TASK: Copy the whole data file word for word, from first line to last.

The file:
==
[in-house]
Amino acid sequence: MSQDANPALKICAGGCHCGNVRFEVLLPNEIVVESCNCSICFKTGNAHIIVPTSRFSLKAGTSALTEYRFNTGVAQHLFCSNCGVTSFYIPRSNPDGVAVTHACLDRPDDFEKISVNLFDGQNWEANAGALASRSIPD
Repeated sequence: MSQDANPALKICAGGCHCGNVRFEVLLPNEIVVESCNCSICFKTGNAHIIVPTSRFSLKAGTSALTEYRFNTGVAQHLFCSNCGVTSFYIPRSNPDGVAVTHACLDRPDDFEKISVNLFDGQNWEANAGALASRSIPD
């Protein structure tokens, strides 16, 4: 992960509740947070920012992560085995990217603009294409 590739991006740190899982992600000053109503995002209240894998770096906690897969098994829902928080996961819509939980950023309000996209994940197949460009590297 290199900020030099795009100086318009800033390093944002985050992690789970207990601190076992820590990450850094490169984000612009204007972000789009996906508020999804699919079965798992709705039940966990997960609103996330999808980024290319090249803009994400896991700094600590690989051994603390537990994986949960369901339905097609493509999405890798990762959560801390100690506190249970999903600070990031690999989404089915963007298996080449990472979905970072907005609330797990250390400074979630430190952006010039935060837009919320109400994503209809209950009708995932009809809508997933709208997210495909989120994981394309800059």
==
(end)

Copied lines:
[in-house]
Amino acid sequence: MSQDANPALKICAGGCHCGNVRFEVLLPNEIVVESCNCSICFKTGNAHIIVPTSRFSLKAGTSALTEYRFNTGVAQHLFCSNCGVTSFYIPRSNPDGVAVTHACLDRPDDFEKISVNLFDGQNWEANAGALASRSIPD
Repeated sequence: MSQDANPALKICAGGCHCGNVRFEVLLPNEIVVESCNCSICFKTGNAHIIVPTSRFSLKAGTSALTEYRFNTGVAQHLFCSNCGVTSFYIPRSNPDGVAVTHACLDRPDDFEKISVNLFDGQNWEANAGALASRSIPD
């Protein structure tokens, strides 16, 4: 992960509740947070920012992560085995990217603009294409 590739991006740190899982992600000053109503995002209240894998770096906690897969098994829902928080996961819509939980950023309000996209994940197949460009590297 290199900020030099795009100086318009800033390093944002985050992690789970207990601190076992820590990450850094490169984000612009204007972000789009996906508020999804699919079965798992709705039940966990997960609103996330999808980024290319090249803009994400896991700094600590690989051994603390537990994986949960369901339905097609493509999405890798990762959560801390100690506190249970999903600070990031690999989404089915963007298996080449990472979905970072907005609330797990250390400074979630430190952006010039935060837009919320109400994503209809209950009708995932009809809508997933709208997210495909989120994981394309800059």